Tag Archives: insulin

Is Insulin the Reason You’re Always Hungry?

So easy to over-eat!

So easy to over-eat! Is it the insulin release?

No, insulin probably isn’t the cause of constant hunger, according to Dr. Stephan Guyenet. Dr. G gives 11 points of evidence in support of his conclusion. Read them for yourself. Here are a few:

  • multiple brain-based mechanisms (including non-insulin hormones and neurotransmitters) probably have more influence on hunger than do the pure effect of insulin
  • weight loss reduces insulin levels, yet it gets harder to lose excess weight the more you lose
  • at least one clinical study (in 1996) in young healthy people found that foods with higher insulin responses were linked to greater satiety, not greater hunger
  • billions of people around the world eat high-carb diets yet remain thin

An oft-cited explanation for the success of low-carbohydrate diets involves insulin, specifically the lower insulin levels and reduced insulin resistance seen in low-carb dieters. They often report less trouble with hunger than other dieters.

Here’s the theory. When we eat carbohydrates, the pancreas releases insulin into the bloodstream to keep blood sugar levels from rising too high as we digest the carbohydrates. Insulin drives the bloodstream sugar (glucose) into cells to be used as energy or stored as fat or glycogen. High doses of refined sugars and starches over-stimulate the production of insulin, so blood sugar falls too much, over-shootinging the mark, leading to hypoglycemia, an undeniably strong appetite stimulant. So you go back for more carbohydrate to relieve the hunger induced by low blood sugar. That leads to overeating and weight gain.

Read Dr. Guyenet’s post for reasons why he thinks this explanation of constant or recurring bothersome hunger is wrong or too simplistic. I tend to agree with him on this.

The insulin-hypoglycemia-hunger theory may indeed be at play in a few folks. Twenty ears ago, it was popular to call this “reactive hypoglycemia.” For unclear reasons, I don’t see it that often now. It was always hard to document that hypoglycemia unless it appeared on a glucose tolerance test.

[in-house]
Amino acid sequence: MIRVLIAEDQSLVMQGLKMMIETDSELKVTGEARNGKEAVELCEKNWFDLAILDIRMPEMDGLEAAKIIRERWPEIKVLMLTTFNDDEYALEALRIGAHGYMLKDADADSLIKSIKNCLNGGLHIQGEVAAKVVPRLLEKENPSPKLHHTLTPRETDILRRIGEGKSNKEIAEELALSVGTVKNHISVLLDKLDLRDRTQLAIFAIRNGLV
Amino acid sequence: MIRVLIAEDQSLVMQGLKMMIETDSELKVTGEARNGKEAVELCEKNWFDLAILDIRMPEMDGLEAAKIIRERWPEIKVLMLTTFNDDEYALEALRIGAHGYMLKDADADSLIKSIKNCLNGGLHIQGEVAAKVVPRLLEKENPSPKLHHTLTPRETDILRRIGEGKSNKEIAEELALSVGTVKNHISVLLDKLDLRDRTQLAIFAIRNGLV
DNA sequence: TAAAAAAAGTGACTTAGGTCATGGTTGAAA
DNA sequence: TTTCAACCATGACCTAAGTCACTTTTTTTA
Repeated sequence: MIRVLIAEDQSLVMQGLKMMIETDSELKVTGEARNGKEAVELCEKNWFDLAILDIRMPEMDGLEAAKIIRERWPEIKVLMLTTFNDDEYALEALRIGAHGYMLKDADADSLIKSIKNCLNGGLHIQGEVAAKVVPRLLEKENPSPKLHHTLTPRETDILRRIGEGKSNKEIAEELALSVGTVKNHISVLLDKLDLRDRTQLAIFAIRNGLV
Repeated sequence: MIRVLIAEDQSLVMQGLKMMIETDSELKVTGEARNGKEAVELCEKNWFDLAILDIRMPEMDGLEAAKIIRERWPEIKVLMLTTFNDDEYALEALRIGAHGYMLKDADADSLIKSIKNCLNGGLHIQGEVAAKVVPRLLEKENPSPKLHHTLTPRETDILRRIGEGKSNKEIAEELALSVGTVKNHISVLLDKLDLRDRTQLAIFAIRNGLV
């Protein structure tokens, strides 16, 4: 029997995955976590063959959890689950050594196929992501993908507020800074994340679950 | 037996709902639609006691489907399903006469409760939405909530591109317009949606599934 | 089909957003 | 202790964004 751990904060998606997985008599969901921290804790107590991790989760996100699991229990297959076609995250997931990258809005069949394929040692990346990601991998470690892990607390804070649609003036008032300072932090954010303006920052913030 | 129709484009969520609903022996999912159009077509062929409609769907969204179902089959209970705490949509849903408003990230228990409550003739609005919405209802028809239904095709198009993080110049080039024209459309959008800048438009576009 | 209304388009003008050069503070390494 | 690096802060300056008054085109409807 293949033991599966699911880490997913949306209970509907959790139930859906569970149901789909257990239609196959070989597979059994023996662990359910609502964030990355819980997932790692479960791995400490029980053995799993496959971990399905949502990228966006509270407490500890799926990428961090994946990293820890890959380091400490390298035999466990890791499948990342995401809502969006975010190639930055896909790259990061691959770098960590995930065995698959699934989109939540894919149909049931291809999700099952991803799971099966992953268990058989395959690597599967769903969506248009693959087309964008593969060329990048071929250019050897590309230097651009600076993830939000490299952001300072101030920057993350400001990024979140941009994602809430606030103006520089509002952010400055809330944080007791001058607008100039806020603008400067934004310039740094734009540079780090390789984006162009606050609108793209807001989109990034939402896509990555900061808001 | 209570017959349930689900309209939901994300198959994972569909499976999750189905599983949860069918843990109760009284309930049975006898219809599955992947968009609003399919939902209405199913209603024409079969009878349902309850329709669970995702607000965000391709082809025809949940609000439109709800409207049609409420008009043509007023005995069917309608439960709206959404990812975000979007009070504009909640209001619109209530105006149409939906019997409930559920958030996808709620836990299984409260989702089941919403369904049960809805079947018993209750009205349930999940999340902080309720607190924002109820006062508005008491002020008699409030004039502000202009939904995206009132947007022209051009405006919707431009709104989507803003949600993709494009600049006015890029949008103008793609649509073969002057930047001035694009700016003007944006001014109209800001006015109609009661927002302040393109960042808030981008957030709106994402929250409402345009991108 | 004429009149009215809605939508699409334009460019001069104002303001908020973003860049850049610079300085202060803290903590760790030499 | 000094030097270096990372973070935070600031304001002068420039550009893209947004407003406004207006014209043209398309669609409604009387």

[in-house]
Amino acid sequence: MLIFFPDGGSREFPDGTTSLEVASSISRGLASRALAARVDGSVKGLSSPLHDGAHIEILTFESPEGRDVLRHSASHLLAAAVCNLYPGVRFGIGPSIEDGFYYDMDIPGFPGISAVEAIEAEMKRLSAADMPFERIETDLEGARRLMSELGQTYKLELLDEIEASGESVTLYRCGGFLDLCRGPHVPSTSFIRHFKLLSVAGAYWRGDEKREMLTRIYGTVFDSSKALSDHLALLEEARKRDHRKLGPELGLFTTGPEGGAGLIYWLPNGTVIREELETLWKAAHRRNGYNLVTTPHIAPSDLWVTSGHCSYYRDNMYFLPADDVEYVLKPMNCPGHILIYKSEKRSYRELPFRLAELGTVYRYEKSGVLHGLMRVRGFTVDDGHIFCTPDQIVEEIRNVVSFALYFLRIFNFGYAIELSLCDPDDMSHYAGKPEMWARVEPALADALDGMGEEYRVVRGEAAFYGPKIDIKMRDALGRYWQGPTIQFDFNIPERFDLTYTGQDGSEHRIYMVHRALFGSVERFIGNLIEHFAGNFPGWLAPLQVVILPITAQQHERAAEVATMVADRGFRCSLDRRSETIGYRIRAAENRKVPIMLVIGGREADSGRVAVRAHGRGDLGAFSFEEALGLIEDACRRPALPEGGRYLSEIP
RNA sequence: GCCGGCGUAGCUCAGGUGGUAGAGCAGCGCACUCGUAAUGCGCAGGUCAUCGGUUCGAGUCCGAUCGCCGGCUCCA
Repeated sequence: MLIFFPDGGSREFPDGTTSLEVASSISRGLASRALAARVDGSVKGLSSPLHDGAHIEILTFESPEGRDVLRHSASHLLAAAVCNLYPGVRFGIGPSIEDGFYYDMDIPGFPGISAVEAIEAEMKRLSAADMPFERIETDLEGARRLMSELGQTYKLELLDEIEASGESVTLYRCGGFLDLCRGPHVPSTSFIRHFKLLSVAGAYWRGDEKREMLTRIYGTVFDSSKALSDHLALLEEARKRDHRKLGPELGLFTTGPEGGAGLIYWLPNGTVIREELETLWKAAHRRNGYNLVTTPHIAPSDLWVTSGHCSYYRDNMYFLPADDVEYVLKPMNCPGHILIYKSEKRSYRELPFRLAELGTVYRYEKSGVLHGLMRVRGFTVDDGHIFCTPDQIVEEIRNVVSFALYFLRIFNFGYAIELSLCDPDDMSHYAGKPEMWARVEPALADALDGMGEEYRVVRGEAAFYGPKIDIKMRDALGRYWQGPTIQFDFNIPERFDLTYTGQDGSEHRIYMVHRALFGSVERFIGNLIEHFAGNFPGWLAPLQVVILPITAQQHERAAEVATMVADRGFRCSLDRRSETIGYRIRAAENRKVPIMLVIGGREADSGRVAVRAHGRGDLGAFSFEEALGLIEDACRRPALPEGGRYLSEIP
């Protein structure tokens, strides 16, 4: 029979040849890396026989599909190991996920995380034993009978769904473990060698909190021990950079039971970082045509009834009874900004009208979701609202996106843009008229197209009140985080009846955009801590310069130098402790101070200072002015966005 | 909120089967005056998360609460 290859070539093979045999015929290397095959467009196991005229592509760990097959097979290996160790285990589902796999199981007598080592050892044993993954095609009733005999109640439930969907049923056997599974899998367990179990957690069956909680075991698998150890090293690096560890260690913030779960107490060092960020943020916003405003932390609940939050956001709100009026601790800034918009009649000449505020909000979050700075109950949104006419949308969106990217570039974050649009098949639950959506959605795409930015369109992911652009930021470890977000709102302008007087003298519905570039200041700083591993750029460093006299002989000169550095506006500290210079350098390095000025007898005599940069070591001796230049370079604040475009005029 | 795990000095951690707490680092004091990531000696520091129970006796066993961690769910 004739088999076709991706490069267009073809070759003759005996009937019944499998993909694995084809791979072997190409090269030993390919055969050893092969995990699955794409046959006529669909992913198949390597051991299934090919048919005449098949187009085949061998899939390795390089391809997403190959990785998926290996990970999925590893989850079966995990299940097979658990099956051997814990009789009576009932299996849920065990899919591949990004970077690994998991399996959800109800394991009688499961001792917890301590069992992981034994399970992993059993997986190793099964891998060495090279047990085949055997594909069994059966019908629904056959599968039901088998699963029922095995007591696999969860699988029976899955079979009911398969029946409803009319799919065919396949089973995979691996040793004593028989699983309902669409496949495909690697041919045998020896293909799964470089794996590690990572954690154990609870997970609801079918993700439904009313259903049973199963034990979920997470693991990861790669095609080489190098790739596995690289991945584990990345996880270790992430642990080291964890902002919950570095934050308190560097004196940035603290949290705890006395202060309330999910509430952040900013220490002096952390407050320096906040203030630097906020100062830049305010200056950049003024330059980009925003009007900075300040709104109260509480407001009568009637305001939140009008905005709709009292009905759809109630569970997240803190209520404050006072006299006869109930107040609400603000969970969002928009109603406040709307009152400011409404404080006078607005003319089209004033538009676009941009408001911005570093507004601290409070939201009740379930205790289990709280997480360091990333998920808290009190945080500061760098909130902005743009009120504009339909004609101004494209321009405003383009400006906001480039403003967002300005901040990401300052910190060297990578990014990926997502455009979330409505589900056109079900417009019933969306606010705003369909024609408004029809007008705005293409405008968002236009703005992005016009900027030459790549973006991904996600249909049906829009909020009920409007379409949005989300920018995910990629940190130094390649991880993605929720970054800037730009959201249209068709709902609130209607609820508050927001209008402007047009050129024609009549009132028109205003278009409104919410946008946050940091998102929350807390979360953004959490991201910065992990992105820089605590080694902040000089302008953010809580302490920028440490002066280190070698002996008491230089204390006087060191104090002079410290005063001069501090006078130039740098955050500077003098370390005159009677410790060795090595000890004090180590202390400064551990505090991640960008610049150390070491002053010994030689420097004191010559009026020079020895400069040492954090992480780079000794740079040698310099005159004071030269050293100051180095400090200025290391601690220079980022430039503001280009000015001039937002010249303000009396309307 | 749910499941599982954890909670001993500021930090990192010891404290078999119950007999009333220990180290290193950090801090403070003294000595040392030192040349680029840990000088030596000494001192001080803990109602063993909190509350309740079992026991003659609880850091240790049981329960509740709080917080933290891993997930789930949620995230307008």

Regardless of the underlying explanation, low-carb diets undoubtedly are very effective in many folks. That’s why I offer one as an option in my Advanced Mediterranean Diet. And low-carbing is what I always recommend to my patients with carbohydrate intolerance: diabetics and prediabetics.

Steve Parker, M.D.

front cover

front cover

Steve Parker MD, Advanced Mediterranean Diet

Two diet books in one

front cover

front cover

Prolonged Sitting Is the New Trans Fat: Avoid It

Within the last couple months I read somewhere that the adverse health effects of sitting all day long are not counteracted by an hour of vigorous exercise.  If true, that’s disappointing to many of us.

I think this is the research report that got the buzz going.

The investigators suggest you’re better off with four hours of standing and two hours of walking.  Easy peasy, right?

Some caveats.  It’s a very short-term small study of young adults (18 initially but three dropped out).  The “prolonged sitting” regime lasted 14 hours.   The health focus of the study was limited to insulin levels, insulin sensitivity, blood sugar levels, and blood lipids like cholesterol and triglycerides.

Where did I read, “Sitting is the new saturated fat”?

The investigators conclude…

One hour of daily physical exercise cannot compensate the negative effects of inactivity on insulin level and plasma lipids if the rest of the day is spent sitting. Reducing inactivity by increasing the time spent walking/standing is more effective than one hour of physical exercise, when energy expenditure is kept constant.

The Washington Post in July, 2011, had an article along the same lines (h/t Beth Mazur).

—Steve Parker, M.D.

Reference:  Duvivier BMFM, Schaper NC, Bremers MA, van Crombrugge G, Menheere PPCA, et al. (2013) Minimal Intensity Physical Activity (Standing and Walking) of Longer Duration Improves Insulin Action and Plasma Lipids More than Shorter Periods of Moderate to Vigorous Exercise (Cycling) in Sedentary Subjects When Energy Expenditure Is Comparable. PLoS ONE 8(2): e55542. doi:10.1371/journal.pone.0055542